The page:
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SECRET MESSAGES IN THE TAI-CHI FORM

The movements of Tai-chi encode lessons of how to bring power back into the body.  Each principle of movement is like the chapter of a book, explaining how to keep the body young and the mind creative.  A teacher must explain how to read this movement book so the student can discover its secrets.  The most striking feature of Tai-chi forms is the smoothness of movement – an unbroken, even current, ebbing and flowing. 

In order to achieve this movement, the mind must also flow smoothly, rather than jump from one point to another.  In this way mind, rather than being at one point at one time, must expand, filling up the whole space within and surrounding the body. 

As you breathe out, you sink into the ground, and as you breathe in you rise up.  Each joint relaxes as you sink.  Each joint expands as you rise in a sequence.  There is a corresponding effect on the mind (attention).  Your attention flows downward as you breathe out, following the momentum as it sinks into the earth.  Your attention expands upwards as you breathe in, following the momentum as it flows upward and outward. 

Let’s just take these dynamics of movement and attention and understand what information is being conveyed that may help us to improve our lives.  Too often our attention gets caught up in the specifics of what we are doing and we forget our overall goals in life.  Our attention becomes like a pinpoint – one dimensional.  We need to be aware of the totality of our lives – what we have been trying to achieve, what skills we have gained, lessons learned and how we can continue to be creative with our lives.  Otherwise our minds will be in a bus someone else is driving. 

If our bodies are smoothly flowing and cannot be jerked about by our own patterns of thoughts and tension, then surely our attention cannot be jerked around by the forces around us.  When the news tells us that what is going on is that one group is fighting another, the news is creating an agenda in our lives.  It tells us what we should be paying attention to.  The news is driving our bus. 

The Tai-chi student learns that the conflicts we see or read about in the world around us, superimpose themselves inside of us, so that our minds are filled with conflict.  The mind and body seem to be in conflict as the mind tries to make the body do what it wants (and usually fails).  Our relationships and everyday lives seem to consist of one conflict after another. 

At a certain point in our training it becomes obvious that we have adopted the mode of conflict we see around us into the very essence of who we are.  But what would it be like if conflict was not the basis of every level of our lives?  It would be like the Tai-chi form.  This form is a movement code for a harmonious mind and body, a harmonious human being living a natural way of life.  Indeed if the form were done with conflict, with tension, with jerkiness, it would not really be Tai-chi.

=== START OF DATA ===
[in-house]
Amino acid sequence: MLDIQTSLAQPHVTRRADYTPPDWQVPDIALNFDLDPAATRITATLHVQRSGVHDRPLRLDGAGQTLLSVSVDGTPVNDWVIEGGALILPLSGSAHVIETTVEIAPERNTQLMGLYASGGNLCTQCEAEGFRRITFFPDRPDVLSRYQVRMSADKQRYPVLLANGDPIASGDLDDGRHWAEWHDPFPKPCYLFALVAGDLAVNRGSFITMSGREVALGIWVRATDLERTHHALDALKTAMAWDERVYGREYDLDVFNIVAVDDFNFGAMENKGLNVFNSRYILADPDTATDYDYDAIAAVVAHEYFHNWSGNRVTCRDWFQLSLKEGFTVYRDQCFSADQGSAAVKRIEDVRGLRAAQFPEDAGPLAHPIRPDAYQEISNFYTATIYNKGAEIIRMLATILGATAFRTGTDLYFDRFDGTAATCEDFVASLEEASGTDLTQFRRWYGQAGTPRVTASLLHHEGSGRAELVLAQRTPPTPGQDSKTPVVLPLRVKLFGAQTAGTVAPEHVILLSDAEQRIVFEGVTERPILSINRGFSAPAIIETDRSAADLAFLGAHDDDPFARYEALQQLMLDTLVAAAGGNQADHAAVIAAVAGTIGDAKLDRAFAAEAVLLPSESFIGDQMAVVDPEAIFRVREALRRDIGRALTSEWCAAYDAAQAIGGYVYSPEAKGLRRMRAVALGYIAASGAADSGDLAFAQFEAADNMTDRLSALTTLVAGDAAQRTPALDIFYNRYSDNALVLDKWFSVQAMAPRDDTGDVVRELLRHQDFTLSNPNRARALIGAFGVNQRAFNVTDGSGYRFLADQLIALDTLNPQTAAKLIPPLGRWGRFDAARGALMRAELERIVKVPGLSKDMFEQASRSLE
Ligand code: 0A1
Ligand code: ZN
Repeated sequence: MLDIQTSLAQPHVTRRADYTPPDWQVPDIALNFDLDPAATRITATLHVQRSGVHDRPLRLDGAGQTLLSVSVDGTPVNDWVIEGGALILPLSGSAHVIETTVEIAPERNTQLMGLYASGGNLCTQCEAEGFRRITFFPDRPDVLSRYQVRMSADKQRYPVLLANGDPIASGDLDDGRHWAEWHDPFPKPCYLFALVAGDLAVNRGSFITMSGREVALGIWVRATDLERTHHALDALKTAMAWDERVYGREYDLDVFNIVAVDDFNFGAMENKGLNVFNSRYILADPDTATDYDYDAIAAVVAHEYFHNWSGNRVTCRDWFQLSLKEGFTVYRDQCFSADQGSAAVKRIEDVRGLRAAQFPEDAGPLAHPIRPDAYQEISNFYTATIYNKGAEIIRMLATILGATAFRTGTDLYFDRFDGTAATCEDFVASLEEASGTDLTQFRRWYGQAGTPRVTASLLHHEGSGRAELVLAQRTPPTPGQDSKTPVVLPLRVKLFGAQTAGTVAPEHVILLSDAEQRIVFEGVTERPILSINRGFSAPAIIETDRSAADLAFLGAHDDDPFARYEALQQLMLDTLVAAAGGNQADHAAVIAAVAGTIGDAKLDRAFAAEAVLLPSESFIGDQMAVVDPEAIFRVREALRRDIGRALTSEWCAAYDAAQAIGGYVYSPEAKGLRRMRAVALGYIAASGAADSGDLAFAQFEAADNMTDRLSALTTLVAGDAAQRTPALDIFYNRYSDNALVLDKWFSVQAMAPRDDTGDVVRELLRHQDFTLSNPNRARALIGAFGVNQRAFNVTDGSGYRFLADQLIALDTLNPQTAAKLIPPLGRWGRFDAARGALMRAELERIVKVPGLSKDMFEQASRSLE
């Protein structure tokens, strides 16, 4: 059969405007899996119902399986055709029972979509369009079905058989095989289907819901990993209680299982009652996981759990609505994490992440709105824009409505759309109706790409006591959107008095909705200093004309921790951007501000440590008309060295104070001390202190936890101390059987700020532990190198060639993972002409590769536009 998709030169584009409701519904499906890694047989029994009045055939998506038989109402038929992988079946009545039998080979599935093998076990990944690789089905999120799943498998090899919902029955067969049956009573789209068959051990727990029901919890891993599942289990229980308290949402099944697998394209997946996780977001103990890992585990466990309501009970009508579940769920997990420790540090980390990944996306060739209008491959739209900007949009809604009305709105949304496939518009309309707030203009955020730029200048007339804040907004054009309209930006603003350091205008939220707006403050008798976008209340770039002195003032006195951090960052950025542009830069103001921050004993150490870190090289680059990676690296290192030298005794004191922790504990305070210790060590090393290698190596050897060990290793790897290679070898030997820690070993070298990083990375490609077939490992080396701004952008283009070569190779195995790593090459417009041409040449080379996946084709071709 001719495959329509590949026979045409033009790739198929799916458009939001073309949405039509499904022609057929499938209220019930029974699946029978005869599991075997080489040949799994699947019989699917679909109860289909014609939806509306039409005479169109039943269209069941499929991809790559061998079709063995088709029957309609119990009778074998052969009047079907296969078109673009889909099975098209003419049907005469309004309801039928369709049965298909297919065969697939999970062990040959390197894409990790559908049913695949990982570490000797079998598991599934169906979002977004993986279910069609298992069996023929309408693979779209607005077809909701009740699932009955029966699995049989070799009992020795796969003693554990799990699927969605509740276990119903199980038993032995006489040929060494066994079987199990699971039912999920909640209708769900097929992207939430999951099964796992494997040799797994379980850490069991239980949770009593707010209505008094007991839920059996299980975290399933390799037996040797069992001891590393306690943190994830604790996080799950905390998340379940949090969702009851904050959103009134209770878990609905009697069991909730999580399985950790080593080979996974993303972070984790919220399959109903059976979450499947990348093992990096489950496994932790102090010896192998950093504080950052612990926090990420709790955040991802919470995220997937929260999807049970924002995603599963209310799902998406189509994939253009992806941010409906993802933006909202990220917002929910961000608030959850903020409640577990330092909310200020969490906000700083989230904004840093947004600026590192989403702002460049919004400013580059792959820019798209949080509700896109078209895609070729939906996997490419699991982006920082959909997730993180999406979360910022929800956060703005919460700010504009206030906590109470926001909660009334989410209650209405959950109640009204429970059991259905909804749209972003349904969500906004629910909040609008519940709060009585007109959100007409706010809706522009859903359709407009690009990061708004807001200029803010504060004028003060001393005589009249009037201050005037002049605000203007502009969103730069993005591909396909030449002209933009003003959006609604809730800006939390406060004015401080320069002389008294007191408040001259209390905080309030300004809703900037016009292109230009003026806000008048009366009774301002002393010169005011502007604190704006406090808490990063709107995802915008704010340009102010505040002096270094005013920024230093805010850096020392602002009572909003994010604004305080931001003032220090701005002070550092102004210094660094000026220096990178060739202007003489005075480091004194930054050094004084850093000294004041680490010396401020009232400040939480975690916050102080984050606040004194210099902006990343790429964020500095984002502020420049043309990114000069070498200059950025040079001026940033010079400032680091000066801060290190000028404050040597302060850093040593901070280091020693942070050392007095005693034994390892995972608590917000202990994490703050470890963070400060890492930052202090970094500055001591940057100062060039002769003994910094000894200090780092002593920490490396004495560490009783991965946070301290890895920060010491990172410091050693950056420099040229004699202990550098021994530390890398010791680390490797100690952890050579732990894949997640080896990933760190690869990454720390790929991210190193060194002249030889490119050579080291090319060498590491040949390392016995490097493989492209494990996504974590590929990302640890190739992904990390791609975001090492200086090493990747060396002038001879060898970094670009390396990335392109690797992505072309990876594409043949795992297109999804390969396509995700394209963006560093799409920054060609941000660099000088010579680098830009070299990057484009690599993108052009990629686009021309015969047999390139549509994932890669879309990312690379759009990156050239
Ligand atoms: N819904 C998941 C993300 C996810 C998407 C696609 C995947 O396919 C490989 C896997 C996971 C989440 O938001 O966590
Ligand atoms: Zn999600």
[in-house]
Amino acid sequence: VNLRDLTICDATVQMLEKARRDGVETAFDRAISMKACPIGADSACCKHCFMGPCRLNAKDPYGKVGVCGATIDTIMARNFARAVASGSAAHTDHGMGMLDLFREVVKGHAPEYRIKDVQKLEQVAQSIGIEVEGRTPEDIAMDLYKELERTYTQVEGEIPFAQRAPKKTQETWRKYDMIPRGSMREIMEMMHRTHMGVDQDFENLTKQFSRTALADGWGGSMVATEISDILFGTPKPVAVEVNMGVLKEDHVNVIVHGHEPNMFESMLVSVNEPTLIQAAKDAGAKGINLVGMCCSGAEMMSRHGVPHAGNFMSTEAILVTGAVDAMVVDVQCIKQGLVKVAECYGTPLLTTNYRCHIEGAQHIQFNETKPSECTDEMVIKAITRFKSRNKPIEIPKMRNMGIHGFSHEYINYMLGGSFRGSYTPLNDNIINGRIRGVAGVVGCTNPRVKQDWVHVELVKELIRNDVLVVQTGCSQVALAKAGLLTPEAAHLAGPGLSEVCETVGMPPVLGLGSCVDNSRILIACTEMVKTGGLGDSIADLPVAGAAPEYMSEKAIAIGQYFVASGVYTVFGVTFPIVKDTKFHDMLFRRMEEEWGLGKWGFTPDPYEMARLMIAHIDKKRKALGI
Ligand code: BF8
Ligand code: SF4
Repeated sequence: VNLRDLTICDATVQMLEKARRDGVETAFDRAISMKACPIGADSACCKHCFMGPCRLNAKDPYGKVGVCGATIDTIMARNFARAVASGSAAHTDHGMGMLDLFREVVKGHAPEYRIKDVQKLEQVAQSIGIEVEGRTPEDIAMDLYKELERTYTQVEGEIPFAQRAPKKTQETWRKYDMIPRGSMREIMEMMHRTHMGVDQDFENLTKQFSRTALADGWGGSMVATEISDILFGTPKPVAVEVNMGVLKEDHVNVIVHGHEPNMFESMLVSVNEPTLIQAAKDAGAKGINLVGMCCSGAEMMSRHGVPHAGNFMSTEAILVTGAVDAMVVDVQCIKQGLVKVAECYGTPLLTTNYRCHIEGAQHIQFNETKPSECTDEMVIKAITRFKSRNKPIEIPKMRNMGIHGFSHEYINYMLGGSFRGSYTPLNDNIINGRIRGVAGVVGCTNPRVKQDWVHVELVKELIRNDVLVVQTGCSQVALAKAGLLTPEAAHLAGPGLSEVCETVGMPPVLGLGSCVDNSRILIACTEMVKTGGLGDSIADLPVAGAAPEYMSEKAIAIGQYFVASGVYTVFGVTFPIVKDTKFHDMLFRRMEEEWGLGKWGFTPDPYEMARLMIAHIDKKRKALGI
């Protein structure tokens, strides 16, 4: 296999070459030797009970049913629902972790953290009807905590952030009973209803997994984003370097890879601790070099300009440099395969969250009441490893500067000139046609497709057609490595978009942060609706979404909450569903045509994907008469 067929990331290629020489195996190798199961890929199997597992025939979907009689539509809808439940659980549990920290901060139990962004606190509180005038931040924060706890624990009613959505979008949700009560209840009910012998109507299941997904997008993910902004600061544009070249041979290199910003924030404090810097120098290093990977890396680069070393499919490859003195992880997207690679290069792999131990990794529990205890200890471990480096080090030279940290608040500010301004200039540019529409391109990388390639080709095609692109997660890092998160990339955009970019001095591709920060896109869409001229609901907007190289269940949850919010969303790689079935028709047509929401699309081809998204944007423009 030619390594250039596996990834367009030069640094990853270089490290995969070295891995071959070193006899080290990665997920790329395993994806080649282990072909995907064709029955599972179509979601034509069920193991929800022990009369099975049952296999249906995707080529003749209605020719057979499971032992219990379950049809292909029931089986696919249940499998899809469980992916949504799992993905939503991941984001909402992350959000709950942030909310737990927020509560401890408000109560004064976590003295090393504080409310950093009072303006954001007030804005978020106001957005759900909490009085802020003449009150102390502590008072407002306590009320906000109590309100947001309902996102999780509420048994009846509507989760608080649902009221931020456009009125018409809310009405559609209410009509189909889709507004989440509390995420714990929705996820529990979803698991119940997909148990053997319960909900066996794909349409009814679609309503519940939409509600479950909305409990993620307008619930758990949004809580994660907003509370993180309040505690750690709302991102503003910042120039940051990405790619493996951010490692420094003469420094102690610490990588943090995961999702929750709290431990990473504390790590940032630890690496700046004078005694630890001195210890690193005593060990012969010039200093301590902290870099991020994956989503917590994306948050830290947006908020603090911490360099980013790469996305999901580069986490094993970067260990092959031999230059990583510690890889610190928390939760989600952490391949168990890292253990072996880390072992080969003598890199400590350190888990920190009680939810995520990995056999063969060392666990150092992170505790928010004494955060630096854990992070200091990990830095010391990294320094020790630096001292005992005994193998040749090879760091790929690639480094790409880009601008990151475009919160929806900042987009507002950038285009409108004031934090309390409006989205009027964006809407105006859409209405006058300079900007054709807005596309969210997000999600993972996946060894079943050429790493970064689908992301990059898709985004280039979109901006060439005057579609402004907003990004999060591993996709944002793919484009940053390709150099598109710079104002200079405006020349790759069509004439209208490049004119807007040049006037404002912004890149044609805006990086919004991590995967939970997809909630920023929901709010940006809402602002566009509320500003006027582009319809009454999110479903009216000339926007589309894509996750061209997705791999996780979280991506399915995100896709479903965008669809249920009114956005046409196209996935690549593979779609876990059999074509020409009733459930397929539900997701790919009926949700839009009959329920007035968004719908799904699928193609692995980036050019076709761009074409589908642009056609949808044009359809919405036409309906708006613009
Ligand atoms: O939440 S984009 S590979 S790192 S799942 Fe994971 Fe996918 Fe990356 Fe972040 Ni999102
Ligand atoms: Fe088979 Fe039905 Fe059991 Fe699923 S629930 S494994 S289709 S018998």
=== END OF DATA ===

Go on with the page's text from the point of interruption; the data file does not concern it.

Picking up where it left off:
So the smoothness of the form tells us to look at nature for flowing harmony and let  nature control your bus.  Just as our attention flows into the earth and sky with our breath, you can also control whether your attention moves to conflict or to harmony.  In this way you learn to drive your own bus.  You learn to become the harmony that others can learn from.

By expanding your attention so that it fills your whole body and surroundings, you learn that your surroundings are really part of you.  Your sense of identity moves from a set of opinions and a pattern of emotions to a whole living body and vibrant, creative awareness.  From there, it expands to your natural environment, your community and to all life.  At that point, conflict is hardly possible. 

You had to be convinced that you are completely separate from nature and from other people in order to be trained into a life of conflict.  When you cast that illusion aside your life regains its natural power.  Even your past and present seem to unite as you remember how the dreams and hopes of childhood gave you enthusiasm for life.  That enthusiasm still lives inside and can return home.  When you forget your dreams, you lose your power.  They tug at you when you sleep, fighting their way up through the layers of conflict that have pressed them down.

When conflict no longer tears you apart, when your dreams of power become part of your life, then you physically experience your connection to the biological aliveness and consciousness of the world you live in.  The shell that seemed to contain you dissolves and permeates into the world around you.  You have come home to that world, you are well known in that world, and you are loved by that world.